Fucoidan is a sulfated polysaccharide that is extracted from brown seaweed. In the present study, we used a high-molecular-weight product of fucoidan derived from Cladosiphon okamuranus (Okinawa mozuku) by Marine Products Kimuraya Co., Ltd. (Tottori, Japan). In the fucoidan group, every patient took 150 mL/day of liquid that contained 4.05 g fucoidan for 6 months after commencing chemotherapy [5] .

2.4. Clinical Assessment

All toxicities were graded according to the National Cancer Institute Common Toxicity Criteria (NCI CTC) [9] . Hematological variables and clinical status were recorded every 2 weeks during the chemotherapy period. The drug dose levels were reduced in the case of severe or persistent toxicity, according to the protocol [2] . In the case of persistent grade 3 toxicity, chemotherapy was stopped. The occurrence of grade 2 adverse events was compared between both groups.

Table 1. Patient characteristics.

SD: standard deviation.

Blood samples were taken from each patient routinely before chemotherapy and every 2 weeks during chemotherapy. The serum albumin (ALB) concentration and total lymphocyte count were recorded. The patients’ prognostic nutritional indices (PNIs) at 3 months after commencing chemotherapy were compared with their PNIs before chemotherapy as nutritional and immunological parameters of the patients. Each PNI was calculated using the following formula: 10 × serum ALB concentration (g/dL) + 0.005 × lymphocyte count (number/mm3) in peripheral blood [10] .

2.5. Endpoints

The patients’ survival, measured from the date of commencement of chemotherapy until death, was assessed as the primary endpoint. The incidence and severity of adverse events were also assessed as the secondary endpoints. The continuance of chemotherapy was compared in both groups.

2.6. Statistical Analysis

The χ-square test for independence, Fisher’s exact probability test, and the Mann-Whitney U test were used to compare patient characteristics, treatment status, adverse events, and antitumor effect. The survival rates of the two groups were estimated by the Kaplan-Meier method, and the statistical differences between survival curves were examined by the log-rank test. A P score of <0.05 was regarded as statistically significant.

3. Results

All patients were followed up at our hospital. The median follow-up period of the 24 patients was 10 months (range: 3 - 17 months). During the follow-up period, 23 patients (11 in the fucoidan group and 12 in the control group) died because of gastric cancer progression; however, no patient died while undergoing treatment. Additionally, we found no side effects of fucoidan, such as allergic dermatitis. All patients were able to complete fucoidan therapy safely.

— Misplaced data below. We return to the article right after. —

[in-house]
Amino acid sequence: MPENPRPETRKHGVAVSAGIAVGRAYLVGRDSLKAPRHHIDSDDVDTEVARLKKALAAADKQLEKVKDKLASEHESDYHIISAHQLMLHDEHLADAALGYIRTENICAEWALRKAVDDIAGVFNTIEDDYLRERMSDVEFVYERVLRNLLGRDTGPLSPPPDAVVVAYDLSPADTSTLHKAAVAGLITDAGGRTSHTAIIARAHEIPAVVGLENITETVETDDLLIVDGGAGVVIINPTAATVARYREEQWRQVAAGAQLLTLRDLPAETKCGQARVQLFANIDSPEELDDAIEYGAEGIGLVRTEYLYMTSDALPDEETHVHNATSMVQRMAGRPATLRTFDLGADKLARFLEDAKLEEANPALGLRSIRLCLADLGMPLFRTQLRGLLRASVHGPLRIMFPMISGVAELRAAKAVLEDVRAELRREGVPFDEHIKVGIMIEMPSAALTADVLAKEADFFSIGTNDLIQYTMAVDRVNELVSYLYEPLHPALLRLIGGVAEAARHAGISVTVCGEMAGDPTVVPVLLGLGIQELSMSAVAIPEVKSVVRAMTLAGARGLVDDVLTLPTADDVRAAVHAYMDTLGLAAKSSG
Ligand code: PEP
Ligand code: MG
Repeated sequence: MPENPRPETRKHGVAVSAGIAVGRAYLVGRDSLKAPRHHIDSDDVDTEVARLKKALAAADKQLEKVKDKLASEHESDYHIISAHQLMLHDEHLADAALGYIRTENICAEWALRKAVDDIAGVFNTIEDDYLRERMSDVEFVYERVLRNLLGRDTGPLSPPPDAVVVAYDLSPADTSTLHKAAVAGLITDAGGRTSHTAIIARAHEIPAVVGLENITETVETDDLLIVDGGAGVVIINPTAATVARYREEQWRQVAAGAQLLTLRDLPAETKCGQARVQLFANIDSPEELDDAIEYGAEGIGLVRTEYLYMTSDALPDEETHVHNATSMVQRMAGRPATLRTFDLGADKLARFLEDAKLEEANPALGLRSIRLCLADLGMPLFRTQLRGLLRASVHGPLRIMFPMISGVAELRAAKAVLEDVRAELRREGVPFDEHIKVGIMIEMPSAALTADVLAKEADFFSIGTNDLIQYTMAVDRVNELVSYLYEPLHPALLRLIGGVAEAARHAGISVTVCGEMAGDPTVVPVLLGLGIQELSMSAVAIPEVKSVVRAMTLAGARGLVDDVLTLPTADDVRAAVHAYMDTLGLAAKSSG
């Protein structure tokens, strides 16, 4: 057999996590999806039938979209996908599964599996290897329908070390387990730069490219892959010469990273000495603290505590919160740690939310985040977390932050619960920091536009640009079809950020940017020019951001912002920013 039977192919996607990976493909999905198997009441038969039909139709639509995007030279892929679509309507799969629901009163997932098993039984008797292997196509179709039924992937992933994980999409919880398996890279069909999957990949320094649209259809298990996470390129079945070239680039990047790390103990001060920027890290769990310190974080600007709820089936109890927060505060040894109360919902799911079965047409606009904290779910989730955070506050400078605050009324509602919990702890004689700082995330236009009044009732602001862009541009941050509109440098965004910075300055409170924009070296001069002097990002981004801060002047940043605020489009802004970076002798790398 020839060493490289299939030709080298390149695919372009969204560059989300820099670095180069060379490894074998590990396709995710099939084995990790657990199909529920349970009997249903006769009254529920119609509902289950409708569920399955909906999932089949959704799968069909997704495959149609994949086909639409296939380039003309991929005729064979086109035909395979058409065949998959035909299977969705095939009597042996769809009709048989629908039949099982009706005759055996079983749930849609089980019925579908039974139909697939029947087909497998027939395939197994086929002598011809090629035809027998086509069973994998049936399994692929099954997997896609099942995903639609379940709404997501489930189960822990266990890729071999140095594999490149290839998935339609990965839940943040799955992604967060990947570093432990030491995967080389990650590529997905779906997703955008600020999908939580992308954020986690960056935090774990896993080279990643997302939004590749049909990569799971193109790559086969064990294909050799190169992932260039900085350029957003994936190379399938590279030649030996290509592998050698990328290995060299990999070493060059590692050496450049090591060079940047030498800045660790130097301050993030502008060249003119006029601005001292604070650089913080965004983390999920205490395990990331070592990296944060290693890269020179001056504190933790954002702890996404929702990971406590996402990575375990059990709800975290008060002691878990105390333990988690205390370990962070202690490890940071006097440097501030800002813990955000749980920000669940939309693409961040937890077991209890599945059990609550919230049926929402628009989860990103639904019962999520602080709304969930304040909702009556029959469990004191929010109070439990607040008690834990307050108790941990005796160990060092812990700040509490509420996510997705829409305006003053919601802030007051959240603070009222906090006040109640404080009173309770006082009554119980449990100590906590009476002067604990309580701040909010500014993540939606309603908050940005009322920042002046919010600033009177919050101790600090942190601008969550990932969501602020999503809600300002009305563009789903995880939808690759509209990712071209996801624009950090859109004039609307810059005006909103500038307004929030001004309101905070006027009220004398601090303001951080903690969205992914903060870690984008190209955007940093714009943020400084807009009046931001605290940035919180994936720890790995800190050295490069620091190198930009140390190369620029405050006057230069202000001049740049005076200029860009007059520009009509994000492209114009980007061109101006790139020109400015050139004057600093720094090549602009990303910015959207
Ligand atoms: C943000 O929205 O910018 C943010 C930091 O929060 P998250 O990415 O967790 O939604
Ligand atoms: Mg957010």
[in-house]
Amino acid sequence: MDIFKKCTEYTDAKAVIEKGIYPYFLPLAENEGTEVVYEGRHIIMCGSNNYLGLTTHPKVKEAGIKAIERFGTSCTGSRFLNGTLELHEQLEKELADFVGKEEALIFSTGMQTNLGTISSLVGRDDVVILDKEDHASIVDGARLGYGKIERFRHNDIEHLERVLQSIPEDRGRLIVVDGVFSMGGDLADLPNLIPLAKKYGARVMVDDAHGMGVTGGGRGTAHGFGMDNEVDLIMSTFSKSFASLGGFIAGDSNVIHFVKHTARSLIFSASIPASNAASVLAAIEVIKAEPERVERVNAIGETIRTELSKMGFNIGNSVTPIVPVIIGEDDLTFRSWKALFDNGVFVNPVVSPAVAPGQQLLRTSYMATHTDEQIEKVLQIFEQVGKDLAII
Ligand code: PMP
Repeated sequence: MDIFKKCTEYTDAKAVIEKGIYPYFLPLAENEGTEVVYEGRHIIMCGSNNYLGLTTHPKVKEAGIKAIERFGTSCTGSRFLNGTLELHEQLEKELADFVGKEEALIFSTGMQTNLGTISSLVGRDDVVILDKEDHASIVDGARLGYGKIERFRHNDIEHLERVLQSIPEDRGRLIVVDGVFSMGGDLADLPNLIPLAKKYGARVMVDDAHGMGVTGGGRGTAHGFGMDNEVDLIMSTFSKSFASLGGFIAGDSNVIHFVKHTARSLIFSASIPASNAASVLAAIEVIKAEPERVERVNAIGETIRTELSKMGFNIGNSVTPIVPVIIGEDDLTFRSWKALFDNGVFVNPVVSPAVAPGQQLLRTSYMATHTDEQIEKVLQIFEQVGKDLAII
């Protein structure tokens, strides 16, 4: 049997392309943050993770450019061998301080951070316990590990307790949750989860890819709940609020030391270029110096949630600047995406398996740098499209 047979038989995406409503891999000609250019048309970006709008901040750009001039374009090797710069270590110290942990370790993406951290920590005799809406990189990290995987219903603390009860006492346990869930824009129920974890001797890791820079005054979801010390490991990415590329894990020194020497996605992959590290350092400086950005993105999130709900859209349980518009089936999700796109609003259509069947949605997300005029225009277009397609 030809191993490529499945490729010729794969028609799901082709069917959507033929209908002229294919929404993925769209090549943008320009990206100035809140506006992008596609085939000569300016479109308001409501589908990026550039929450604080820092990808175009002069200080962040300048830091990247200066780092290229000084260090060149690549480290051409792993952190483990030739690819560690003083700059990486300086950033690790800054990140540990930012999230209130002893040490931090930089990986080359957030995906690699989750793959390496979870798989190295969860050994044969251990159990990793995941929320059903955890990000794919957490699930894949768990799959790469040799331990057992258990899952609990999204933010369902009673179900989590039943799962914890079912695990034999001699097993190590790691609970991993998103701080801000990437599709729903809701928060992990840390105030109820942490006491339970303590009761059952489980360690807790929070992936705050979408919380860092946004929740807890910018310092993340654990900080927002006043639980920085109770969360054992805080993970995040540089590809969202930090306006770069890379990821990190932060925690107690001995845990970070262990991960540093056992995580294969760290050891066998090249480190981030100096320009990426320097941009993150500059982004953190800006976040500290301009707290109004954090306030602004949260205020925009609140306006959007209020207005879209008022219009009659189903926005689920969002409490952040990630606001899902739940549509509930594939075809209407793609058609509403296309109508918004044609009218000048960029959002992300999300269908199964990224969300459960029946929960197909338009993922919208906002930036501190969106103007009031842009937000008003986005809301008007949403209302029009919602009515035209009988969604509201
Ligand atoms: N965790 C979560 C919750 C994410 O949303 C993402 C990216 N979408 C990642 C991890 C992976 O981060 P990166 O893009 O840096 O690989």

The mean survival time (MST) of the 24 patients was 10 months. During the treatment period, 12 of the 24 patients underwent surgical interventions (gastric resection: six and bypass operation: six) because of bleeding from the stomach (n = 6) and stenosis (n = 6). The MST of the 12 patients with surgical intervention (10 months) was similar to that of the 12 patients without surgical intervention (10 months, P = 0.63). In contrast, the MST of the 12 patients who underwent fucoidan treatment (12 months) was significantly better than that of the 12 patients without fucoidan treatment (8 months, P = 0.039, Figure 1).

The observed toxicities (≥grade 2) of the chemotherapy drugs are listed in Table 2. We found no patients with severe toxicity (grade 4) in either group. The occurrence of myelosuppression was similar in both the fucoidan and control groups. Appetite loss, nausea and stomatitis caused by S-1 plus cisplatin chemotherapy were not suppressed by fucoidan. In contrast, the occurrence of diarrhea and general fatigue was observed in about 60% of control group patients, but such adverse events were suppressed in the fucoidan group (the statistical differences were not observed). Because fucoidan was able to suppress diarrhea and fatigue, we found that chemotherapy treatment for these patients could be prolonged. The mean chemotherapy treatment period of the fucoidan group (7.4 months, range: 2 - 12 months) was significantly longer than that of the control group (4.6 months, range: 1 - 10 months, P = 0.044, Figure 2).

The PNIs of all 24 patients at 3 months after commencing chemotherapy (post-treatment) were compared with those of the patients before treatment (pre-treatment). The PNIs of post-treatment (mean: 43.5, range: 22.1 - 60.7) were similar to those pre-treatment (mean: 44.1, range: 30 - 55.3). The results also indicate that the PNI increased at post-treatment compared with pre-treatment for 14 patients (eight: fucoidan group and six: control group). The MST of the 14 patients with increased PNI at post-treatment (11 months) was significantly better than that of 10 patients with decreased PNI post-treatment (6 months, P = 0.006). Correlation between fucoidan treatment, chemotherapy, and PNI is indicated in Table 3. These results indicate that fucoidan may prevent the deterioration of patients’ PNI due to chemotherapy.